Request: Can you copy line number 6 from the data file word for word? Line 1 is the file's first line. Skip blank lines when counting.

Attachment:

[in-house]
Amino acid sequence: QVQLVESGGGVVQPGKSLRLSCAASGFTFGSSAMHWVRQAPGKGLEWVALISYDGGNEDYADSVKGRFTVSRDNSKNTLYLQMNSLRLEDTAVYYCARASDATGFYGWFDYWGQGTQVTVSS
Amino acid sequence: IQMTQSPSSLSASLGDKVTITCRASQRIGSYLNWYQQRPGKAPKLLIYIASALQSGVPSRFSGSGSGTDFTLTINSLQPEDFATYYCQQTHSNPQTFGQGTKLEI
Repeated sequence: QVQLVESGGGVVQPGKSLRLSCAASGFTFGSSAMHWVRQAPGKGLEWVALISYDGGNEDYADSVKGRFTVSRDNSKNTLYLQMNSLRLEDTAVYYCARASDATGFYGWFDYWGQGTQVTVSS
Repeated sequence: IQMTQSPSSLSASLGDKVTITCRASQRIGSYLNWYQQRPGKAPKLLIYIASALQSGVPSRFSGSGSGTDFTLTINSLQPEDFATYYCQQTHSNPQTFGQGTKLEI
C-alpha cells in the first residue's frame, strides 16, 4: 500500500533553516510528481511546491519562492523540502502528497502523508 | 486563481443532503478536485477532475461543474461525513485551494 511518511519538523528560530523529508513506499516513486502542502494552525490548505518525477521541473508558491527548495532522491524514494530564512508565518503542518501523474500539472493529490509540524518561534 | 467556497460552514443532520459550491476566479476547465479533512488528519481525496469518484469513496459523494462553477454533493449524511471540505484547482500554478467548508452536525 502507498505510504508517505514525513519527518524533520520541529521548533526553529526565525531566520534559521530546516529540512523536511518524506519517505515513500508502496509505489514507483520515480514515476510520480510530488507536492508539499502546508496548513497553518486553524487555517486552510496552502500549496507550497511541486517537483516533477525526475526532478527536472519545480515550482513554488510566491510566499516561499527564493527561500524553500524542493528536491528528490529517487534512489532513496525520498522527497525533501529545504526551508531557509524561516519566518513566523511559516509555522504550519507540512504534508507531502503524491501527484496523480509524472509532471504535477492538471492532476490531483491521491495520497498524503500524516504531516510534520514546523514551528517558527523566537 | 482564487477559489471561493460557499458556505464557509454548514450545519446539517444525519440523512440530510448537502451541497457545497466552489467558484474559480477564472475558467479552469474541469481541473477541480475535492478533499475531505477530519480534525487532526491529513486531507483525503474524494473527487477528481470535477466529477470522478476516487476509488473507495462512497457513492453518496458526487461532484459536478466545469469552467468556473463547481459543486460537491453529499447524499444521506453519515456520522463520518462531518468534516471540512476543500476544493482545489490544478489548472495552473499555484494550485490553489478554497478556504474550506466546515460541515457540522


C-alpha cells in the first residue's frame, strides 16, 4: 500500500533553516510528481511546491519562492523540502502528497502523508 | 486563481443532503478536485477532475461543474461525513485551494 511518511519538523528560530523529508513506499516513486502542502494552525490548505518525477521541473508558491527548495532522491524514494530564512508565518503542518501523474500539472493529490509540524518561534 | 467556497460552514443532520459550491476566479476547465479533512488528519481525496469518484469513496459523494462553477454533493449524511471540505484547482500554478467548508452536525 502507498505510504508517505514525513519527518524533520520541529521548533526553529526565525531566520534559521530546516529540512523536511518524506519517505515513500508502496509505489514507483520515480514515476510520480510530488507536492508539499502546508496548513497553518486553524487555517486552510496552502500549496507550497511541486517537483516533477525526475526532478527536472519545480515550482513554488510566491510566499516561499527564493527561500524553500524542493528536491528528490529517487534512489532513496525520498522527497525533501529545504526551508531557509524561516519566518513566523511559516509555522504550519507540512504534508507531502503524491501527484496523480509524472509532471504535477492538471492532476490531483491521491495520497498524503500524516504531516510534520514546523514551528517558527523566537 | 482564487477559489471561493460557499458556505464557509454548514450545519446539517444525519440523512440530510448537502451541497457545497466552489467558484474559480477564472475558467479552469474541469481541473477541480475535492478533499475531505477530519480534525487532526491529513486531507483525503474524494473527487477528481470535477466529477470522478476516487476509488473507495462512497457513492453518496458526487461532484459536478466545469469552467468556473463547481459543486460537491453529499447524499444521506453519515456520522463520518462531518468534516471540512476543500476544493482545489490544478489548472495552473499555484494550485490553489478554497478556504474550506466546515460541515457540522